Editorial: October 2017

Value, Price and Environment

Mangue – Ilha de Itaparica – 2015 (Foto: Karine Veiga / RHIOS)

In economics, the connections between value and price are often discussed. Despite the common use as a synonym, in a more technical context where the hermeneutics is configured as an element of relevance for the discussion, it seeks to identify many times the connections that convert subjective values into prices, objectives and measurable ones.

Contributing to this discussion and attempting to eliminate excess subjectivity to the value of the term, this is categorized for a better understanding of the monetization process. So it appears, the social value, the cultural value, and the economic value, among others. This last category reduces the subjectivity of value to the elements that can be appropriated by the productive process. In this sense, the cultural value of any region can be reduced the possibilities of exploration of it, through tourism.

Similarly, still in the context of economic science, sometimes the terms environment and natural resources are fused. However, by making use of hermeneutics it becomes possible to identify the subtleties that confer specificity on each of these terms, again reducing the meaning from the look of scarcity and the production process. In other words, from the point of view of the economy, the scarce or passive elements of scarcity available by the environment that has the possibility of appropriation as input or raw material become more relevant. Thus, the source of the São Francisco River would not be directly a natural resource, although it is the “responsible” for the waters that move the turbines of large hydropower plants such as Paulo Afonso.

Thus, several elements appear for deep and endless discussions. The environment, as an element of analysis, is extremely vast and multidisciplinary. The different approaches of biology, geography, physics, or hydrology hardly look like to each other or with or with economic science itself, thus there are many dissonances and few convergences, none of them among the many other areas of knowledge that explore the theme, can be classified as “the most important’’.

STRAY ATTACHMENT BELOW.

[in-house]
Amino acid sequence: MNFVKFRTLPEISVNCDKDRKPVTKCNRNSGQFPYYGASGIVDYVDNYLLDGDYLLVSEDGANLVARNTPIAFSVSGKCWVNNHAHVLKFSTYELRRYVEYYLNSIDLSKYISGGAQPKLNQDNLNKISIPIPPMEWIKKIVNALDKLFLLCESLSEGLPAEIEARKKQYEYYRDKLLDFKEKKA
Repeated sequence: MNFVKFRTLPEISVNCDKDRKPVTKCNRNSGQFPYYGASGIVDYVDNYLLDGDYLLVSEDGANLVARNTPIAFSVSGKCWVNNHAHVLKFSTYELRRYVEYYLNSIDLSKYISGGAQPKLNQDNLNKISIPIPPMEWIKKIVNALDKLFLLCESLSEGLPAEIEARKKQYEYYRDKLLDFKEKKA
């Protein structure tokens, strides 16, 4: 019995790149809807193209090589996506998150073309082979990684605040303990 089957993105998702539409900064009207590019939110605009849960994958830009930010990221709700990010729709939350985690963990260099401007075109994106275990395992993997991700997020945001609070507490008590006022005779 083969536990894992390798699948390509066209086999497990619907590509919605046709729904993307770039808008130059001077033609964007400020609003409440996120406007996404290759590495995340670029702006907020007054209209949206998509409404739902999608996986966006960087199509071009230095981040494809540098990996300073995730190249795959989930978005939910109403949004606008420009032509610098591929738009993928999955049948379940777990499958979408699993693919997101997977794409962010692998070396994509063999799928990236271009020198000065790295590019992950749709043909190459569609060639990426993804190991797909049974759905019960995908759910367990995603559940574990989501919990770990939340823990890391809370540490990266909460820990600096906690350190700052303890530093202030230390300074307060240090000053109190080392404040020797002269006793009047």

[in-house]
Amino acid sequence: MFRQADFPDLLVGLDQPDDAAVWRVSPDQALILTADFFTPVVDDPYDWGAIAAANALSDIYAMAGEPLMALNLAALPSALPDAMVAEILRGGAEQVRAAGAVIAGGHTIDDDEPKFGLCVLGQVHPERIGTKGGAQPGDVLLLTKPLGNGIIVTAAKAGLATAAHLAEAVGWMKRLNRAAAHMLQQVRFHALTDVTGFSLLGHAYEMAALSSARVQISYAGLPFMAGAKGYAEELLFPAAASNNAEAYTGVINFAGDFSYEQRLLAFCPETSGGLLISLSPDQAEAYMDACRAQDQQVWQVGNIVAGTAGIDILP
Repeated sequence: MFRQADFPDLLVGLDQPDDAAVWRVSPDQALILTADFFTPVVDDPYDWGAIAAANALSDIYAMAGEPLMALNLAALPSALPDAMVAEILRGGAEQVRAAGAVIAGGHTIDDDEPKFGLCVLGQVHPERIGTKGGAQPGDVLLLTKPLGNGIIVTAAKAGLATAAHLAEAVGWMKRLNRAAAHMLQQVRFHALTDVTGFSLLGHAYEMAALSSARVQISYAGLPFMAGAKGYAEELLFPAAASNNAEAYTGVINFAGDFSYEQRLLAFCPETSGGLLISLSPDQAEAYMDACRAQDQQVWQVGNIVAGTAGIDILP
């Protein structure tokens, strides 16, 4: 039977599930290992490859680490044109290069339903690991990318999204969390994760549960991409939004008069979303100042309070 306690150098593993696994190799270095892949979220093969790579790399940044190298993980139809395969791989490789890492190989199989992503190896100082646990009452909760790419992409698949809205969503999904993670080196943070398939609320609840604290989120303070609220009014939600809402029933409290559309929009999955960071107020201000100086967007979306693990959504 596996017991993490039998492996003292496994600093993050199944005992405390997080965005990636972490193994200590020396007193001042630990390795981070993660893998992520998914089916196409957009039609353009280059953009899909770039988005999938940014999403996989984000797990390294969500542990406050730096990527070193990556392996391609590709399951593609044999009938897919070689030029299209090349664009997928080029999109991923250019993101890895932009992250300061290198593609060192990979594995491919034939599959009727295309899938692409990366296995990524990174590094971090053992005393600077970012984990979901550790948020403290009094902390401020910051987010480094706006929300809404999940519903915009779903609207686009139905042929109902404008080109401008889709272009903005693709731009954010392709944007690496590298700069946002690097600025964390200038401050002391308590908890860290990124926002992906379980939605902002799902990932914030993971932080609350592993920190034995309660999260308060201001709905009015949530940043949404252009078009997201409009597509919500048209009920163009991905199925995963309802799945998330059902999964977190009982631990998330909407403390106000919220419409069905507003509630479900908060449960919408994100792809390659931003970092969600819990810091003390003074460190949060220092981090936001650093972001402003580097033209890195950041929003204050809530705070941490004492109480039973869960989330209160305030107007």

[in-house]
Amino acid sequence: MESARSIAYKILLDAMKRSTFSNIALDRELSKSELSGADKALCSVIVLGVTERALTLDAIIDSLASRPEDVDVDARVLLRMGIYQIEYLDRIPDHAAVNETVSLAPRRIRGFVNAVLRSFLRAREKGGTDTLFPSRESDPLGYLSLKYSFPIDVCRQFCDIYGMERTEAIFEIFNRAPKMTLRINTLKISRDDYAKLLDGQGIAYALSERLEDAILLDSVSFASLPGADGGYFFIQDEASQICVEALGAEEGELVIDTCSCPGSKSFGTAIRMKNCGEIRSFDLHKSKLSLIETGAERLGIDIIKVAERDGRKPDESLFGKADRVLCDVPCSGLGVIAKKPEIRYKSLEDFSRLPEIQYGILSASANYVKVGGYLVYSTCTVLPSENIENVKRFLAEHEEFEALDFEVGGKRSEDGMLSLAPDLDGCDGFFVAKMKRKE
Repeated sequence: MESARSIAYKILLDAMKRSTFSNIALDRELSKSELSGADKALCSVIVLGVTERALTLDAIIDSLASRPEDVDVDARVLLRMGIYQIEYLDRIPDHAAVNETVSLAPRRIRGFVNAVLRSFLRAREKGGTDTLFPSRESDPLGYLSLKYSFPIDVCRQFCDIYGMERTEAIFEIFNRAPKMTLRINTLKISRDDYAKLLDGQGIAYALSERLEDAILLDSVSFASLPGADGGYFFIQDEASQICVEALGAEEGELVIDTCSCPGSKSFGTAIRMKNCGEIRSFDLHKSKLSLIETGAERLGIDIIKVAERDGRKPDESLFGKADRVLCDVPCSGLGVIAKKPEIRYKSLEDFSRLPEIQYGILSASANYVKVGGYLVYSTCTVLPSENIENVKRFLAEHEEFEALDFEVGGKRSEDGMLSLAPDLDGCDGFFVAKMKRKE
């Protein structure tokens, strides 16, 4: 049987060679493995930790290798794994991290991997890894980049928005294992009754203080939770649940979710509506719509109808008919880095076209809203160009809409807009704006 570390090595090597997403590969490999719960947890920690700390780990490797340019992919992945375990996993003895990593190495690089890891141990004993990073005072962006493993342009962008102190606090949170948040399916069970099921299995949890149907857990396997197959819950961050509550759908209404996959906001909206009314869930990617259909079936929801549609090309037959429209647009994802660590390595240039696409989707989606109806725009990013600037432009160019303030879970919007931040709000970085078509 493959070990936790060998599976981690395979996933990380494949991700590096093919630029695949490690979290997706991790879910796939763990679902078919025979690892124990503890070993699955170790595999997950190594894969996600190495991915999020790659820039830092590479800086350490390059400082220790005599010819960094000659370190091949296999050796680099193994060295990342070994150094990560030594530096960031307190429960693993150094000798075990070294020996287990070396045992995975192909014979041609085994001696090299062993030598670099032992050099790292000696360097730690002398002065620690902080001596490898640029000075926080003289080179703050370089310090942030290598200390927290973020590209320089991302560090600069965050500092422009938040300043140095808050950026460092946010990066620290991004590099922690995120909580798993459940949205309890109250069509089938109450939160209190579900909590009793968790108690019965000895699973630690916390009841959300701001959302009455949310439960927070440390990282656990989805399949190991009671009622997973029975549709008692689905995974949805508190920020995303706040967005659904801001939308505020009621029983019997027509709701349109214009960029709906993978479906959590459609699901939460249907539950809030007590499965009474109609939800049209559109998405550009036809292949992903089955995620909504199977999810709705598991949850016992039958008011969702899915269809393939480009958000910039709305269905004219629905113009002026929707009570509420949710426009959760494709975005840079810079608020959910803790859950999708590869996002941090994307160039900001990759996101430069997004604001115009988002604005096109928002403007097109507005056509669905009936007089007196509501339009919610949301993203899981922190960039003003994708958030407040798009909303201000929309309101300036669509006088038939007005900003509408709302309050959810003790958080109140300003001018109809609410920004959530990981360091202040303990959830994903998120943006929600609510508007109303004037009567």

The similarities and specificities inherent in the terms of value, price, and environment, and natural sources reveal a complex interaction that causes conflicts and misunderstandings in the technical discussions about this matter and, consequently about the policies and other regulations that attempt to regulate the decision-making process. Monetizing punishments resulting from the waste of water or the harmful effects of pollution becomes a controversy that mixes values, in a broad and restricted sense, with the understanding of what is or is not a “natural resource” and not as a simple (!!!) environment element. Thus, pricing the electricity to be generated by Belo Monte is considered the price of the service and the works, denying the value of the water resource used since there is no scarcity in that region.

These discussions pass through all issues related to sustainability, understood as a characteristic of actions that allow the satisfaction of current needs, without compromising the satisfaction of future needs. Sustainability imposes the need to recognize the “economic value” of natural resources regardless of their scarcity. In addition, the intergenerational commitment inherent in the term requires multidisciplinary and mutual respect between the various professionals and lay people involved, thus strengthening the need for “more value” and “less price”

Telma Teixeira.
RHIOS October 2017
(translation from portuguese by Leila FONTOURA)

Read other texts  by Telma Teixeira